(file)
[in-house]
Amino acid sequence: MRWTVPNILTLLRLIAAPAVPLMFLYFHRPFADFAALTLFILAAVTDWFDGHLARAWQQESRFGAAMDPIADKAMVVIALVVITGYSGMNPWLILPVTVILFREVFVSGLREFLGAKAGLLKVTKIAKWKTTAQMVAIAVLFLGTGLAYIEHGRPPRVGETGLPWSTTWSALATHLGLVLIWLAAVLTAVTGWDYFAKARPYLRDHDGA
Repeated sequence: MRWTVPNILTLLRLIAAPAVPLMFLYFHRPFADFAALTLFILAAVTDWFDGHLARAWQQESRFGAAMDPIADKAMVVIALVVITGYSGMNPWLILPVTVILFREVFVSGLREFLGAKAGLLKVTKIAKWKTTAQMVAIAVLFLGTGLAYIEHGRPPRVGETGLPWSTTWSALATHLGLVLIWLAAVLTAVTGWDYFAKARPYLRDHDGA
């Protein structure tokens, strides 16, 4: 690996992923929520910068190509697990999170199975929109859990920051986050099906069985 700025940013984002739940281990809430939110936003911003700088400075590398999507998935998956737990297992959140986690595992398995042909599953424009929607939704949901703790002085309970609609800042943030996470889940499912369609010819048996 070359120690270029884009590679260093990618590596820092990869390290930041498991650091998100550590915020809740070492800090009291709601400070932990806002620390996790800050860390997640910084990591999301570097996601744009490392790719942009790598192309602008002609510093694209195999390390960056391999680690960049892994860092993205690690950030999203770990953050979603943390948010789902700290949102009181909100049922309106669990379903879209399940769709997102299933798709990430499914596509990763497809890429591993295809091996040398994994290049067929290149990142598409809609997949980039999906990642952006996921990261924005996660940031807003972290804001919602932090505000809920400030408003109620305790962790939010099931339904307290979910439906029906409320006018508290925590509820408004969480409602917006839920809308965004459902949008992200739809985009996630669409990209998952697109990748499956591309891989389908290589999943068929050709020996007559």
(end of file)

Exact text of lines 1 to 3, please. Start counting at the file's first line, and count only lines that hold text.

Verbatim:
[in-house]
Amino acid sequence: MRWTVPNILTLLRLIAAPAVPLMFLYFHRPFADFAALTLFILAAVTDWFDGHLARAWQQESRFGAAMDPIADKAMVVIALVVITGYSGMNPWLILPVTVILFREVFVSGLREFLGAKAGLLKVTKIAKWKTTAQMVAIAVLFLGTGLAYIEHGRPPRVGETGLPWSTTWSALATHLGLVLIWLAAVLTAVTGWDYFAKARPYLRDHDGA
Repeated sequence: MRWTVPNILTLLRLIAAPAVPLMFLYFHRPFADFAALTLFILAAVTDWFDGHLARAWQQESRFGAAMDPIADKAMVVIALVVITGYSGMNPWLILPVTVILFREVFVSGLREFLGAKAGLLKVTKIAKWKTTAQMVAIAVLFLGTGLAYIEHGRPPRVGETGLPWSTTWSALATHLGLVLIWLAAVLTAVTGWDYFAKARPYLRDHDGA